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Easy Toilet Training

Potty TrainingBy Lorraine Thomas, Chief Executive of The Parenting Coaching Academy. Every toddler will eventually get the hang of using the toilet, but be prepared – toilet training is a messy business. Give it a go when you have got the time, patience and energy. The more positive and relaxed you are, the easier it will be. Is Your Toddler Ready? There is no ‘right’ age to start toilet training. Every toddler is different. Some will get the hang of it much earlier than others. Boys often take longer than girls. In general, most children are aged between two and three when they start. Don’t feel under pressure to start because other parents are doing it. Go with your gut instinct. Look out for the signs; these include showing interest in the toilet, telling you they want a wee or poo or pulling off nappies. You both need to be on top form to make toilet training work, so don’t start when they are unwell or tired. Make sure training does not coincide with a change in your toddler’s daily routine, such as change of childcare. Training during summer months is helpful because you can let your little one run around without a nappy on. Preparing Decide whether you are going to use a potty or would rather attach a training seat to your toilet.  Sharing a fun book about using the potty provides a good opportunity to talk to your toddler, so order one in advance. Take your toddler with you when you go to the toilet and show them how it is done so they know the deal before you ask them to have a go. Let them choose a new pair of pants to wear. The more involved they feel, the better. Consistency Consistency is key, as it is for much of toddler training, so it’s important to sit your toddler on the potty or toilet at regular intervals. Young children don’t like sitting for long so help them by chatting or reading a story. The toilet can frighten some toddlers because of the noise. If you encounter this, flush after your toddler has left the bathroom when you first start training. Keep your approach low-key. If you take it in your stride – they will learn to do so too. Adopt a favourite song for your toddler to listen to when on the toilet or give them a book to look at. Toilet sticker charts in the bathroom can work wonders. Praise effort and attitude more than the result! Always be consistent and make sure other carers are using the same approach. Accidents will happen It will take time. Some toddlers take weeks, others months, and bladder control usually comes after bowel control. It is also perfectly normal to be dry during the day, but not at night. Accidents are inevitable. Some toddlers are fine at home, but unable to use the toilet when out. Make sure part of your routine is portable e.g. singing the same song will help. Remember to stay calm and positive - this is all new to your toddler, so it’s important you are calm as this will rub off on them. And don’t worry about it – they’ll get there sooner or later!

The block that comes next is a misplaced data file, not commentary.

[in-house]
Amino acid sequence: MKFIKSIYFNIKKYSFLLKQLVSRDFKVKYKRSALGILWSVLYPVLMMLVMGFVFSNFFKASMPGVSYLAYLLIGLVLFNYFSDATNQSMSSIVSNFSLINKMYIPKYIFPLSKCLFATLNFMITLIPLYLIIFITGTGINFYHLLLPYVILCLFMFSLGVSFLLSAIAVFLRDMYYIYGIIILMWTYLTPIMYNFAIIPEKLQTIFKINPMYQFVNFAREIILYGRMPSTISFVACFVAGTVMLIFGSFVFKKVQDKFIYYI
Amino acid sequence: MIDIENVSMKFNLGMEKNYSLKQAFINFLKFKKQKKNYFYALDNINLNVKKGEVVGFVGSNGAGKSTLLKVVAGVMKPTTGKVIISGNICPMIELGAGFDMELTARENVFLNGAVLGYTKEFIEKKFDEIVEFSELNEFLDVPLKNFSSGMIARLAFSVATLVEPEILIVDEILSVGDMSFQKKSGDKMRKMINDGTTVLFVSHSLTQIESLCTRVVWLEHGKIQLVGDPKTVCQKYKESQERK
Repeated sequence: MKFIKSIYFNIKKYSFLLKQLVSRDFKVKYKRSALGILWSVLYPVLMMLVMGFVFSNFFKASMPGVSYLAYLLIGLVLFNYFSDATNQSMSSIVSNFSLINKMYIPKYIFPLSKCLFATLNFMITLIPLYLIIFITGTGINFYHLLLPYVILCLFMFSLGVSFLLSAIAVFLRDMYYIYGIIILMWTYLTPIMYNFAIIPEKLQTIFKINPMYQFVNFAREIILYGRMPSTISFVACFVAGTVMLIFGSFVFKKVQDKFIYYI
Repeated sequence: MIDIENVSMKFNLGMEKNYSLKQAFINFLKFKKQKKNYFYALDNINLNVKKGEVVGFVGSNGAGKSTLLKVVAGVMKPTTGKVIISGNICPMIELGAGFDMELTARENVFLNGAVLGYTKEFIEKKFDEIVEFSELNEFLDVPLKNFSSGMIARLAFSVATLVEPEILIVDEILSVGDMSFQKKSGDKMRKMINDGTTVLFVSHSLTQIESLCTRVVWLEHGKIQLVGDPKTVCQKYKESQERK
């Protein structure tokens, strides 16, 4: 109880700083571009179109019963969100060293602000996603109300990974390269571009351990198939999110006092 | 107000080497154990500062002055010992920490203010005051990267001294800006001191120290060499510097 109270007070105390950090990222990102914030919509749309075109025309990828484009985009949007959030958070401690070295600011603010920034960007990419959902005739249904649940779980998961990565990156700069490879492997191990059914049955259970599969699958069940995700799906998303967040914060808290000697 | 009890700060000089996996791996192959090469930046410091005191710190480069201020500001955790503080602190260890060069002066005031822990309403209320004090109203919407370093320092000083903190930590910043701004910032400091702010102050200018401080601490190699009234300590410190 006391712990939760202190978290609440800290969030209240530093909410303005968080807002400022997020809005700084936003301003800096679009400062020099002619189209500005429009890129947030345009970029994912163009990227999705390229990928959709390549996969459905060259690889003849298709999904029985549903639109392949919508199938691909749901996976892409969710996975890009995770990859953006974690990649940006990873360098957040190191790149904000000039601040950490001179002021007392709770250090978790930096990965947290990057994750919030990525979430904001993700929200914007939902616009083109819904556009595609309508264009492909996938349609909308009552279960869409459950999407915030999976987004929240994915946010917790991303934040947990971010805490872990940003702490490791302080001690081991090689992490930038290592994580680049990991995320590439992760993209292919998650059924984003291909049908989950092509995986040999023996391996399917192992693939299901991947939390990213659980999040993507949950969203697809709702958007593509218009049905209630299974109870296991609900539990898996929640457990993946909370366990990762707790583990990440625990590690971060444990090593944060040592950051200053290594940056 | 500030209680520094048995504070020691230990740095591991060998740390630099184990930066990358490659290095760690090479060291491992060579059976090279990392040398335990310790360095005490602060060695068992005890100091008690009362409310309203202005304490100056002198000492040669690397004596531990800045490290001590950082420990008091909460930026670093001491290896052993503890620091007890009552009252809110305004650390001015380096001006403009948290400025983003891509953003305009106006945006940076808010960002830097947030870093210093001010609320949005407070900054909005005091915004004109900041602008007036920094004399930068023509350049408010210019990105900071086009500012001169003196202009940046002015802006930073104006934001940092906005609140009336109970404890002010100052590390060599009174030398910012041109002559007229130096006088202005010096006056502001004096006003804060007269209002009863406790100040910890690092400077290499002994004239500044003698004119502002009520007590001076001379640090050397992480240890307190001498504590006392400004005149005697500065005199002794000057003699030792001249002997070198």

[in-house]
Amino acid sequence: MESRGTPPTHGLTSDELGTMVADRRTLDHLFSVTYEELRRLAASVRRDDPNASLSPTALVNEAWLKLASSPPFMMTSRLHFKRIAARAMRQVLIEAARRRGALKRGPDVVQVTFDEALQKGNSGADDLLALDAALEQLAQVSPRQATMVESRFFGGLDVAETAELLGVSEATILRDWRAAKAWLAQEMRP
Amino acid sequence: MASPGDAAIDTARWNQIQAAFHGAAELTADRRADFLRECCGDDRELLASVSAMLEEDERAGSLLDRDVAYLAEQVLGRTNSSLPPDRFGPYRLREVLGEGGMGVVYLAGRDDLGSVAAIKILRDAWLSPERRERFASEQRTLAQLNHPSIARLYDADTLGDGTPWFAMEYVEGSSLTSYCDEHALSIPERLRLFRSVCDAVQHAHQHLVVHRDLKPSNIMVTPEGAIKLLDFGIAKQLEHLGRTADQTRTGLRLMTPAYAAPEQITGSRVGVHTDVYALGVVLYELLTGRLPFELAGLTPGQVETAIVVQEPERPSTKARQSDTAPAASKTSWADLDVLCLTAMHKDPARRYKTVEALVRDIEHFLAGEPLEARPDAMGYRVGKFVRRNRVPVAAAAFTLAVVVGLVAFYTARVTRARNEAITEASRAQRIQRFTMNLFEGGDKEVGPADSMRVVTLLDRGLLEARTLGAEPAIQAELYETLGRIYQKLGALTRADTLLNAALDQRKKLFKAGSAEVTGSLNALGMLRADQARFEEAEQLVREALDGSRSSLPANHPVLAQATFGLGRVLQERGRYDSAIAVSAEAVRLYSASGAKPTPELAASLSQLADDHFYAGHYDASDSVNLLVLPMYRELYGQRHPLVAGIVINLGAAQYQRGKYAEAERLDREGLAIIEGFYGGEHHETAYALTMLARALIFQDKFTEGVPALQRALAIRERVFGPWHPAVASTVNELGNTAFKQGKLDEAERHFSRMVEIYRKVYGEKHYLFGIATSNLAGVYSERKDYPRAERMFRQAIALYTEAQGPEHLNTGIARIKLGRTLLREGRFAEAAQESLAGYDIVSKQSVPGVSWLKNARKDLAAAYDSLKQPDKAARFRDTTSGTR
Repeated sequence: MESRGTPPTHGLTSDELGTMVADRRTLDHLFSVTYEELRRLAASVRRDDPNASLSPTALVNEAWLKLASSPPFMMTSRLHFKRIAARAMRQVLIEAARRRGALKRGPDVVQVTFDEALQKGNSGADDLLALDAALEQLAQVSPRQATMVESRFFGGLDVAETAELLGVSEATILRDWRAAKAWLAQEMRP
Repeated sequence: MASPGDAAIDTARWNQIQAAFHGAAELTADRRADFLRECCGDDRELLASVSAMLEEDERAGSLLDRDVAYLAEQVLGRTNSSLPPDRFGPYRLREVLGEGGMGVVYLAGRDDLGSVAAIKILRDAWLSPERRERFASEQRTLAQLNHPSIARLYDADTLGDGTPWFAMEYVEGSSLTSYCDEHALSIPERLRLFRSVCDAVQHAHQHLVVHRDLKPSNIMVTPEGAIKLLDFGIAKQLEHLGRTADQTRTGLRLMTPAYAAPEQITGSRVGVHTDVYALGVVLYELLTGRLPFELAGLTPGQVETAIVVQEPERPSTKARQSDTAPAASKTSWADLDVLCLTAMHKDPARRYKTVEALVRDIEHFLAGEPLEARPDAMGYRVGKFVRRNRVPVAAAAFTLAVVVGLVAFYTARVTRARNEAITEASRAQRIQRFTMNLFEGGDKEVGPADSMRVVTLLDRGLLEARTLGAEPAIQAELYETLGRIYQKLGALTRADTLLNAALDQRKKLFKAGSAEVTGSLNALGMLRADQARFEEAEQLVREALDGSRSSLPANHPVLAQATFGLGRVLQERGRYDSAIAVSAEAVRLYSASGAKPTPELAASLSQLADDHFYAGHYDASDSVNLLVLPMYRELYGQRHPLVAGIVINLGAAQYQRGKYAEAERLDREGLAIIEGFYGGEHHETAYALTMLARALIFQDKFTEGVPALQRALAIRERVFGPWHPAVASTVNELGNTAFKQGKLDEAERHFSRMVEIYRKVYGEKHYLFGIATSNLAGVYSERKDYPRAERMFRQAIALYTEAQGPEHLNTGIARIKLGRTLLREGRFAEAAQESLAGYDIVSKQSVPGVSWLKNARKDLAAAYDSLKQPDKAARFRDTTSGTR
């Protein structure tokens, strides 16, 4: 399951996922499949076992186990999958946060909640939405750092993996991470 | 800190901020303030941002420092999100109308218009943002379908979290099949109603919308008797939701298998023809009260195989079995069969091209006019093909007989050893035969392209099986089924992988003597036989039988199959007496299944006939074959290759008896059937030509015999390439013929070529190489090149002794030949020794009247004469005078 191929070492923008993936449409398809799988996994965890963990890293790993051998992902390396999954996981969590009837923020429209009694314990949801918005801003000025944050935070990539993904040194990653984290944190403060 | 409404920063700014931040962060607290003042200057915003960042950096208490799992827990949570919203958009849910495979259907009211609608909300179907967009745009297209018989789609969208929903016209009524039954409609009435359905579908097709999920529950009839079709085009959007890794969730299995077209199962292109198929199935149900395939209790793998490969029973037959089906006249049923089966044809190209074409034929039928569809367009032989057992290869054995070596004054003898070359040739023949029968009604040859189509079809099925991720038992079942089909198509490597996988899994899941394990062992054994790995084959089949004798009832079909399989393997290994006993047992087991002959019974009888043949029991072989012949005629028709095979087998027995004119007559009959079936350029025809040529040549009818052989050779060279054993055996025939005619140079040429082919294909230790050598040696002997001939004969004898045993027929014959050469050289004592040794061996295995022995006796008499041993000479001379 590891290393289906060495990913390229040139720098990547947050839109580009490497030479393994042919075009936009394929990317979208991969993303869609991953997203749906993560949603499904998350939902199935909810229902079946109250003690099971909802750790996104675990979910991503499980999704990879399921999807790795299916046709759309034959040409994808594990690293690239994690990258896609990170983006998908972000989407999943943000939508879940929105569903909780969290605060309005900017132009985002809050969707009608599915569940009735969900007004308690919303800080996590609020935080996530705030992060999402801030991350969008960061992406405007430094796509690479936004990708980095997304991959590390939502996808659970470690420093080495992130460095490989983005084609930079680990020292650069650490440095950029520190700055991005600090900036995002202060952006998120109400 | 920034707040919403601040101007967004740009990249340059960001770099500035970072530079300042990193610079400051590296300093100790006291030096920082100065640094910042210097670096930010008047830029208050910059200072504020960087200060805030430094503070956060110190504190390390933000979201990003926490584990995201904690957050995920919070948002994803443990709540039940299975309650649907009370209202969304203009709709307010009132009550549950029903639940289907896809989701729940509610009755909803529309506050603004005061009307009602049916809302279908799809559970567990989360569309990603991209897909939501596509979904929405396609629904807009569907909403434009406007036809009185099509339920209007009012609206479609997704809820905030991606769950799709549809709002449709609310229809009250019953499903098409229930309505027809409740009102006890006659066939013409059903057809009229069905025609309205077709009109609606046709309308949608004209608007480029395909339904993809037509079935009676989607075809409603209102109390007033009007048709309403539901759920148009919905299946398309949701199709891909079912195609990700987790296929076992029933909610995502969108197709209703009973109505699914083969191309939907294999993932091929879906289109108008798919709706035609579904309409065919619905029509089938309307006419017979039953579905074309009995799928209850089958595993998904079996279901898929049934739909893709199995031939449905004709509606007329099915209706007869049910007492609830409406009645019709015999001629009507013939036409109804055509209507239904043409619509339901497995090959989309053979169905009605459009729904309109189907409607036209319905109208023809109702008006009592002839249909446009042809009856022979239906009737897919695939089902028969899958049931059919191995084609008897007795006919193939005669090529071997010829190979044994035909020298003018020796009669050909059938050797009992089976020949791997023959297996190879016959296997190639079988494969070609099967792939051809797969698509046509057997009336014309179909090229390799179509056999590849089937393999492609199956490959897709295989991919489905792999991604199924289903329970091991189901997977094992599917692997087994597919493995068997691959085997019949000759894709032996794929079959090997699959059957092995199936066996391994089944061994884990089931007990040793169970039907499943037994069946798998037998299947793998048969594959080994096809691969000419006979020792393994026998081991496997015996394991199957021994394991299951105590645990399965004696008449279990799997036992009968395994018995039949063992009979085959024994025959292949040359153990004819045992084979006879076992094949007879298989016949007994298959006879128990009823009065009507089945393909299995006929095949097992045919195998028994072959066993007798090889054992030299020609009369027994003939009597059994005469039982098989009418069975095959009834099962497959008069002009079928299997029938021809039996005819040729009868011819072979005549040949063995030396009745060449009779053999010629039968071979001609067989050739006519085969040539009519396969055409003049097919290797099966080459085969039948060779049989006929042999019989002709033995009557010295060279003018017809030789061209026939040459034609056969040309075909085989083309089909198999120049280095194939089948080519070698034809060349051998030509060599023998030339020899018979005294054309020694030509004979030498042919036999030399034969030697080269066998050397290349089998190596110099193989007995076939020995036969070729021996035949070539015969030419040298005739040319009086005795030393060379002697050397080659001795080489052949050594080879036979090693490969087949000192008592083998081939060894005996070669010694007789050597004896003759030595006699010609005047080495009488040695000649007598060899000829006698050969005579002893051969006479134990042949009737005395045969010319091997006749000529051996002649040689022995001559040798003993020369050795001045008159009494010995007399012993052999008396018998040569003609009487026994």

Lorraine Thomas is an international speaker and Chief Executive of The Parent Coaching Academy. Her clients include Disney, Goldman Sachs, Tesco and Barclays. She is the acclaimed author of parenting and coaching books, ‘Brilliantly Behaved Toddler’; ‘The Mummy Coach’; ‘Get A Life’; and ‘The 7-Day Parent Coach’. Her new children’s book, Super Coach Arty vs The Shadow - Taking the Fear out of Failure will be published by Jessic Kingsley Publishers in July. Find out more at www.theparentcoachingacademy.com